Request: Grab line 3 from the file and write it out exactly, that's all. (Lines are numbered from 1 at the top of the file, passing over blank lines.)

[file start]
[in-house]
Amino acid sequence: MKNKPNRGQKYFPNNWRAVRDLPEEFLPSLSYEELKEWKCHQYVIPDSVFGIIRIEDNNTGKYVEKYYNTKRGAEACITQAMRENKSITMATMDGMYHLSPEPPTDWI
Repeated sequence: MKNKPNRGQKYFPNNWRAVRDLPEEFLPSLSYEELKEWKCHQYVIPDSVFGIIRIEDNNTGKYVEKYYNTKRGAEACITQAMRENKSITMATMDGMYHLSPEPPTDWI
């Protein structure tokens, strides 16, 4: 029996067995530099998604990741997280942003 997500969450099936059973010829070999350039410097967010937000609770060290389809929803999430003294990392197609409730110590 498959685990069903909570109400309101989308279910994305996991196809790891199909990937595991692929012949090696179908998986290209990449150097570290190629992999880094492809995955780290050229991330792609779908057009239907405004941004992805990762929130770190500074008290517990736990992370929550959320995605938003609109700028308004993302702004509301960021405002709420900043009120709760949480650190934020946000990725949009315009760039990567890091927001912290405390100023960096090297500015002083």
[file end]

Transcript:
Repeated sequence: MKNKPNRGQKYFPNNWRAVRDLPEEFLPSLSYEELKEWKCHQYVIPDSVFGIIRIEDNNTGKYVEKYYNTKRGAEACITQAMRENKSITMATMDGMYHLSPEPPTDWI